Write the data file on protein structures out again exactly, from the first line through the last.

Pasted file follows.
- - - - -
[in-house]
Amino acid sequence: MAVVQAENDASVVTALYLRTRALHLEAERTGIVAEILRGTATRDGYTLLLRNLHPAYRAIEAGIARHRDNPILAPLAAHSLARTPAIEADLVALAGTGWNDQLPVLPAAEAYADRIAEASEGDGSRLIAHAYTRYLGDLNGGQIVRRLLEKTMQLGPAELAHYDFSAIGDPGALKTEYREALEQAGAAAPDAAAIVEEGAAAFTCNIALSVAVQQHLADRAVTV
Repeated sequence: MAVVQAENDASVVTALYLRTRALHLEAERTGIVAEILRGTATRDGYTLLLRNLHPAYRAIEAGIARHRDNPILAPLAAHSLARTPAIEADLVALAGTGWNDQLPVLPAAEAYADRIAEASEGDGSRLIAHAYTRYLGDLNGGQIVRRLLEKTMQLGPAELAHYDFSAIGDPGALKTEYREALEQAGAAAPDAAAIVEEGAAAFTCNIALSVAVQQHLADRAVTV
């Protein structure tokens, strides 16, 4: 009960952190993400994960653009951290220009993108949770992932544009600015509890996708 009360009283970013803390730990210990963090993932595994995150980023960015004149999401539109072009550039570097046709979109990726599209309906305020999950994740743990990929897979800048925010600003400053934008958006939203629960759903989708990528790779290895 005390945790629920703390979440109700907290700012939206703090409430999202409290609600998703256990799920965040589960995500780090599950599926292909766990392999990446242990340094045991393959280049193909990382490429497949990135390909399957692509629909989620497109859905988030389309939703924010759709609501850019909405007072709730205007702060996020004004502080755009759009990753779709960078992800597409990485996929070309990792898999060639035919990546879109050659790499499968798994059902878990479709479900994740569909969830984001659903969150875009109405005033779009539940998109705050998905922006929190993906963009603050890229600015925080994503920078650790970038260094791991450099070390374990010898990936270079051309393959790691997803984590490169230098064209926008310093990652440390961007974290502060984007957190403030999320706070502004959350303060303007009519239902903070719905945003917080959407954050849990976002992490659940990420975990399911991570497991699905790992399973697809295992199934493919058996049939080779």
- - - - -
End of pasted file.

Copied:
[in-house]
Amino acid sequence: MAVVQAENDASVVTALYLRTRALHLEAERTGIVAEILRGTATRDGYTLLLRNLHPAYRAIEAGIARHRDNPILAPLAAHSLARTPAIEADLVALAGTGWNDQLPVLPAAEAYADRIAEASEGDGSRLIAHAYTRYLGDLNGGQIVRRLLEKTMQLGPAELAHYDFSAIGDPGALKTEYREALEQAGAAAPDAAAIVEEGAAAFTCNIALSVAVQQHLADRAVTV
Repeated sequence: MAVVQAENDASVVTALYLRTRALHLEAERTGIVAEILRGTATRDGYTLLLRNLHPAYRAIEAGIARHRDNPILAPLAAHSLARTPAIEADLVALAGTGWNDQLPVLPAAEAYADRIAEASEGDGSRLIAHAYTRYLGDLNGGQIVRRLLEKTMQLGPAELAHYDFSAIGDPGALKTEYREALEQAGAAAPDAAAIVEEGAAAFTCNIALSVAVQQHLADRAVTV
């Protein structure tokens, strides 16, 4: 009960952190993400994960653009951290220009993108949770992932544009600015509890996708 009360009283970013803390730990210990963090993932595994995150980023960015004149999401539109072009550039570097046709979109990726599209309906305020999950994740743990990929897979800048925010600003400053934008958006939203629960759903989708990528790779290895 005390945790629920703390979440109700907290700012939206703090409430999202409290609600998703256990799920965040589960995500780090599950599926292909766990392999990446242990340094045991393959280049193909990382490429497949990135390909399957692509629909989620497109859905988030389309939703924010759709609501850019909405007072709730205007702060996020004004502080755009759009990753779709960078992800597409990485996929070309990792898999060639035919990546879109050659790499499968798994059902878990479709479900994740569909969830984001659903969150875009109405005033779009539940998109705050998905922006929190993906963009603050890229600015925080994503920078650790970038260094791991450099070390374990010898990936270079051309393959790691997803984590490169230098064209926008310093990652440390961007974290502060984007957190403030999320706070502004959350303060303007009519239902903070719905945003917080959407954050849990976002992490659940990420975990399911991570497991699905790992399973697809295992199934493919058996049939080779």